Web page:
The time has finally come for me to descend (or perhaps ascend) into the depths of the internet, the eclectic, edgy underbelly of journalism, the quirky, colorful cousin of columns and editorials: the blogosphere.
I was not sure where to begin my first post or what this page would even grow into because while I certainly have plenty to say, I fear that much of what I have to say is something that only I care about (cf. my passion for the Elm Bank mansion).
However, today I found some reassurance. This was when I first met the word “sonder”. Those of you well-acquainted with these internet backwaters, into which I now delve, have probably come across this word before, but for those of you, like me, who are new to this world of tumblr treasures, I will save you the searching and explain.
“Sonder” is a noun that encompasses the feeling that comes with the realization that every individual has their own story; each passerby on the sidewalk, each tollbooth collector, each passenger on an airplane leads a life just as complex and complicated as your own.
I rather liked this word because it finally simplified an idea that I, as a journalist but more importantly as an individual, have grappled with extensively. I finally have six letters compactly pieced together to explain how I see my job as a journalist and why I love my job as a journalist. I am here to share a piece of your story. Not the whole thing, but just a slice.
I love more than anything the ability this job gives me to walk up to a stranger and sit with them — in a coffee shop, the school library, their office — and have them spill out that section of their life. I love learning of their triumphs or troubles, but most of all I am fascinated to learn of their quirks, their interests, their mannerisms– the oddities that prove there is a full person there behind the two or three sentences they may receive in a newspaper article. It is invigorating to feel that whatever you have covered in your hour together, there is always more to learn; there will always be humorous episodes, fateful encounters, stressful evenings awaiting their time to be told or perhaps things that will never be told. But as journalists, the power to unearth those hidden stories lies within us, and there is something thrilling about that in itself.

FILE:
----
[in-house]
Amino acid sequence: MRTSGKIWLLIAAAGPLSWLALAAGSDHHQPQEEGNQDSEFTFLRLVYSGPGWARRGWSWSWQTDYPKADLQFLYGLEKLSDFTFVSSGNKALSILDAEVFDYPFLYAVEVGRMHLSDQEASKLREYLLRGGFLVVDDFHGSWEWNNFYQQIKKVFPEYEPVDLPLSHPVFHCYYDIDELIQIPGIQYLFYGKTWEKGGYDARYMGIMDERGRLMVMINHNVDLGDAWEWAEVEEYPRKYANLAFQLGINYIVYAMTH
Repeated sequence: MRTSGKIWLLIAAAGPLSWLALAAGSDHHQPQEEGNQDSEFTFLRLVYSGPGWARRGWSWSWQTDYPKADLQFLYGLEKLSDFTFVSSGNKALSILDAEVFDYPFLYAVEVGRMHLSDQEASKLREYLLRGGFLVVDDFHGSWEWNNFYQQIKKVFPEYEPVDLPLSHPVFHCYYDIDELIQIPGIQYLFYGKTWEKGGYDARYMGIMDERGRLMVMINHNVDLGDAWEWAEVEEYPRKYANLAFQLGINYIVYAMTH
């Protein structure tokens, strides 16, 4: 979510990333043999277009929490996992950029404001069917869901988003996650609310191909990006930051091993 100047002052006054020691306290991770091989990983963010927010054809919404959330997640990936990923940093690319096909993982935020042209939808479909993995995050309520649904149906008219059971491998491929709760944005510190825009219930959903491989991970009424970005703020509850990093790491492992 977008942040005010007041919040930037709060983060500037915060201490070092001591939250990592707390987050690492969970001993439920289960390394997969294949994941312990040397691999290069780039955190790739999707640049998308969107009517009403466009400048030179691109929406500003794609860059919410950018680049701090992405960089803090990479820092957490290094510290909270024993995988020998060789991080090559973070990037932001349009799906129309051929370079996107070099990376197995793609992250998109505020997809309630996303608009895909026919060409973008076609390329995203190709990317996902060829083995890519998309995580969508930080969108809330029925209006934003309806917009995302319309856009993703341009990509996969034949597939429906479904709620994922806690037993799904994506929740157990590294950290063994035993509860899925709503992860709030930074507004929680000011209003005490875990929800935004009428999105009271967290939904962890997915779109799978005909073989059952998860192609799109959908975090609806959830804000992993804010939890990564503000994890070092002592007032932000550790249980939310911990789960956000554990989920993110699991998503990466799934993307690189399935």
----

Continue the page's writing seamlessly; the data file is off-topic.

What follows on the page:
So I researched this word further, and I found that this gem of a word comes from equally refreshing origins. Blog aficionado John Koenig coined the term — and hundreds more– in his own blog, The Dictionary for Obscure Sorrows. Since 2006, Koenig has aimed create words that “fill a hole in the language” and give name to existential emotions just beyond our grasp of completely understanding. Others include “wytai”, the realization of the world’s absurdities, or “klexos”, the art of appreciating — rather than dwelling– in the past.
Koenig creates these words, but not arbitrarily. He builds them after receiving suggestions for feelings that need naming and carefully researching etymologies to assign the right letters and sounds to a feeling. Sonder is especially appealing because it combines the sounds of “wonder” with the word “story” since after all, that is what it all comes down to: wondering about someone’s story.
This only made me appreciate “sonder” more. Koenig’s blog shows the power and the importance of a word. It celebrates letters, and it acknowledges the fact that every word represents so much more than the compilation of serifs and typeface that stand in its place.
So here it is, my sonder. Stop and dabble around for a while, learn some things about my story, and, maybe, leave a piece of your own.